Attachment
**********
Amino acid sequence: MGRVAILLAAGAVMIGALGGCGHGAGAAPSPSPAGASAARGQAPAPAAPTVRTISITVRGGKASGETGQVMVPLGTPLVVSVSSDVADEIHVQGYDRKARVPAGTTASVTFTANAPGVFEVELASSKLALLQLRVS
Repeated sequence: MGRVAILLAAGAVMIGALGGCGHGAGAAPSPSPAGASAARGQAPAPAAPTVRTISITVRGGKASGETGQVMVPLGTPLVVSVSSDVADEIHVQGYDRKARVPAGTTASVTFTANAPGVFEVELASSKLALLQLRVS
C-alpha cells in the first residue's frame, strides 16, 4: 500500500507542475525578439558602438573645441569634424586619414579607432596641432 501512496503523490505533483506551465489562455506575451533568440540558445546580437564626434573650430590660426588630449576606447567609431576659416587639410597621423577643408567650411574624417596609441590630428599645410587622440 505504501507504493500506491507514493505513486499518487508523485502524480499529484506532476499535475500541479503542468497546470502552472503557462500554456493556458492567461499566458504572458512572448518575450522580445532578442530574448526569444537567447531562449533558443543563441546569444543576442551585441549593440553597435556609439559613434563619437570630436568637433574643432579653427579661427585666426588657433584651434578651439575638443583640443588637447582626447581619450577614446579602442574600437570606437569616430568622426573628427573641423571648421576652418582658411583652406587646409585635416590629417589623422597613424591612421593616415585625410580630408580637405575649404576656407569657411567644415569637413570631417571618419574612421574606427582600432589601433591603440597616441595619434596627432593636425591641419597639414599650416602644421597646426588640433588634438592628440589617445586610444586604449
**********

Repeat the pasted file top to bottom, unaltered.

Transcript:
Amino acid sequence: MGRVAILLAAGAVMIGALGGCGHGAGAAPSPSPAGASAARGQAPAPAAPTVRTISITVRGGKASGETGQVMVPLGTPLVVSVSSDVADEIHVQGYDRKARVPAGTTASVTFTANAPGVFEVELASSKLALLQLRVS
Repeated sequence: MGRVAILLAAGAVMIGALGGCGHGAGAAPSPSPAGASAARGQAPAPAAPTVRTISITVRGGKASGETGQVMVPLGTPLVVSVSSDVADEIHVQGYDRKARVPAGTTASVTFTANAPGVFEVELASSKLALLQLRVS
C-alpha cells in the first residue's frame, strides 16, 4: 500500500507542475525578439558602438573645441569634424586619414579607432596641432 501512496503523490505533483506551465489562455506575451533568440540558445546580437564626434573650430590660426588630449576606447567609431576659416587639410597621423577643408567650411574624417596609441590630428599645410587622440 505504501507504493500506491507514493505513486499518487508523485502524480499529484506532476499535475500541479503542468497546470502552472503557462500554456493556458492567461499566458504572458512572448518575450522580445532578442530574448526569444537567447531562449533558443543563441546569444543576442551585441549593440553597435556609439559613434563619437570630436568637433574643432579653427579661427585666426588657433584651434578651439575638443583640443588637447582626447581619450577614446579602442574600437570606437569616430568622426573628427573641423571648421576652418582658411583652406587646409585635416590629417589623422597613424591612421593616415585625410580630408580637405575649404576656407569657411567644415569637413570631417571618419574612421574606427582600432589601433591603440597616441595619434596627432593636425591641419597639414599650416602644421597646426588640433588634438592628440589617445586610444586604449